“Groups of outside radicals and agitators are exploiting the situation to pursue their own separate and violent agenda," Barr added. "In many places it appears the violence is planned, organized and driven by anarchic and left extremist groups, far-left extremist groups using Antifa-like tactics, many of whom traveled from outside the state to promote the violence.”
But protesters like Michael Santiago Render, a rapper better known by his stage name Killer Mike, said he is the son of an Atlanta police officer and was among those protesting in the streets of Georgia's largest city.
Render spoke out on Friday at a news conference with Atlanta Mayor Keisha Lance Bottoms and the city's police Chief Erika Shields.
He said the original eight black officers in Atlanta 80 years ago had to dress in a YMCA because their white colleagues refused to dress with them.
“Here we are 80 years later, I watched a white officer assassinate a black man and I know that tore your heart out and I know that’s crippling," he said referring to the killing of Floyd.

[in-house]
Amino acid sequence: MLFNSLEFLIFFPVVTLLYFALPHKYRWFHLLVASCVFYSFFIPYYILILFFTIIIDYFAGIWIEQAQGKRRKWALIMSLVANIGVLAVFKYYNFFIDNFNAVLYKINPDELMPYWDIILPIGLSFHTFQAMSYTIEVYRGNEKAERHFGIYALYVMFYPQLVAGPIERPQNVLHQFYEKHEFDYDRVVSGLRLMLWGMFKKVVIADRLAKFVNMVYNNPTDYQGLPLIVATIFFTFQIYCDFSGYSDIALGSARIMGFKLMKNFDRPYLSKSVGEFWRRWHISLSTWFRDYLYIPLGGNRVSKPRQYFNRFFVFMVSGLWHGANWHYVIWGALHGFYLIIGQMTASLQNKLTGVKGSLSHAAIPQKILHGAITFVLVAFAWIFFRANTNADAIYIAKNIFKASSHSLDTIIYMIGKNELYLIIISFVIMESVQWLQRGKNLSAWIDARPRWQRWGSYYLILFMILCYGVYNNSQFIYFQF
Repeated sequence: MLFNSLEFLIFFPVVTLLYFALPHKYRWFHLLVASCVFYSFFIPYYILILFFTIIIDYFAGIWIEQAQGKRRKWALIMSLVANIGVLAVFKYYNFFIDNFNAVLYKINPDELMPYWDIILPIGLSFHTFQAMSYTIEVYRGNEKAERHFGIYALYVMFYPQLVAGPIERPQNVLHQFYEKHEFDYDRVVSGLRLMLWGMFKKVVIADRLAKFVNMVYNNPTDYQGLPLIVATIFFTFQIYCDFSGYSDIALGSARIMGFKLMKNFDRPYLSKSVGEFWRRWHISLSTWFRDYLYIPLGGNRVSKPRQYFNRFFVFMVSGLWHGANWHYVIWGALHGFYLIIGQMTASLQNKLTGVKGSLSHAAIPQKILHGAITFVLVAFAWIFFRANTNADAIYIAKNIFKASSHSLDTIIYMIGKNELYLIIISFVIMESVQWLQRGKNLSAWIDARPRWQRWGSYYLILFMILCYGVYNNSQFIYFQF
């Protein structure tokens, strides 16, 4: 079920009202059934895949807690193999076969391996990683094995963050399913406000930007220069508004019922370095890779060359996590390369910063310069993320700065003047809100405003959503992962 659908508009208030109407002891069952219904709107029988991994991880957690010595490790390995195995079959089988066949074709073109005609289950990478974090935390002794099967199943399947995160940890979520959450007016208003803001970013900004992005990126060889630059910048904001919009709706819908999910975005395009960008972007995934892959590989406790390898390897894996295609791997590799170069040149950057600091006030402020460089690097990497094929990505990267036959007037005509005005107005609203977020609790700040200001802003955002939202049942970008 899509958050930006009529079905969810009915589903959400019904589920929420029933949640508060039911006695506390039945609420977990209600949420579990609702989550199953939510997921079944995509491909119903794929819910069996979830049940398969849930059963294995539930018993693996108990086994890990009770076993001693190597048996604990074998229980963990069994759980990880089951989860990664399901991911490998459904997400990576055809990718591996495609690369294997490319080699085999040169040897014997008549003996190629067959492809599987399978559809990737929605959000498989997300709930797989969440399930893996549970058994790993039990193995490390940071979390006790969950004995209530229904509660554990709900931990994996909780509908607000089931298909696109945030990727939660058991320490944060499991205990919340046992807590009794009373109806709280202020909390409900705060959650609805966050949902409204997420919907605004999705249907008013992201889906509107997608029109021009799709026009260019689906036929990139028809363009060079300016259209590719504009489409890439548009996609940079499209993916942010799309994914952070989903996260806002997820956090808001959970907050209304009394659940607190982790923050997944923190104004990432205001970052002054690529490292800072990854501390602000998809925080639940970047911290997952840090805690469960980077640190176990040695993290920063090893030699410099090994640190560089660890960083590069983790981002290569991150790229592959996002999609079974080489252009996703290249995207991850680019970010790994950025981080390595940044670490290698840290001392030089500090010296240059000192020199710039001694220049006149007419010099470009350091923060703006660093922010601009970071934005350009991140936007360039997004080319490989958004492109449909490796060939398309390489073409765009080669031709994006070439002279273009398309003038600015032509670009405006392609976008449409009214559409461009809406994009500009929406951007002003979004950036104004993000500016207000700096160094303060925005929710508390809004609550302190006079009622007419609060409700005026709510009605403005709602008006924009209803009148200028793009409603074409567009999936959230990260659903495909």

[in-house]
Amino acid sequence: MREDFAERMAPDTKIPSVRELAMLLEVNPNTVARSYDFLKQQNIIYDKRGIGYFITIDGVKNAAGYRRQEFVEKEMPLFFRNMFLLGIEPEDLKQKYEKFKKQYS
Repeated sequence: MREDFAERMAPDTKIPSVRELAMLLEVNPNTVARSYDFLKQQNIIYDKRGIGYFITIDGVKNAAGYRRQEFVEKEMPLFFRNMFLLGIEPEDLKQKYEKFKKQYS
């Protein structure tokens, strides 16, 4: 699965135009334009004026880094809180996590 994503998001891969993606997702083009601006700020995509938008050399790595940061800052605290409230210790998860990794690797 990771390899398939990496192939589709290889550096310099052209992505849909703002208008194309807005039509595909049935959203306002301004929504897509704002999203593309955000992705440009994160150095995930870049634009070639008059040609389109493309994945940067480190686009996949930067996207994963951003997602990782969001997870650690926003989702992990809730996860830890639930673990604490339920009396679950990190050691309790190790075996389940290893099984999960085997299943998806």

He called on demonstrators to practice peaceful civil disobedience while calling for justice for Floyd and other African Americans whose deaths at the hands of U.S. police have resulted in the powder keg that is exploding in the streets of American cities.
"I have nothing positive to say at this moment because I don’t want to be here," Killer Mike said. "But I’m responsible to be here because it wasn’t just Dr. King and people who dressed nicely who marched and protested to progress this city and so many cities, it was people like my grandmother, people like my aunt.
“I’m duty-bound to be here to simply say that it is your duty not to burn your own house down for anger with an enemy," he added. "It is your duty to fortify your own house so that you might be a house or refuge in times of organization, and now is the time to plot, plan, strategized, organize and mobilize. It is time to beat up prosecutors you don’t like at the voting booth. It is time to hold mayoral offices accountable, chiefs and deputy chiefs. Atlanta is not perfect, but we are a lot better than we ever were.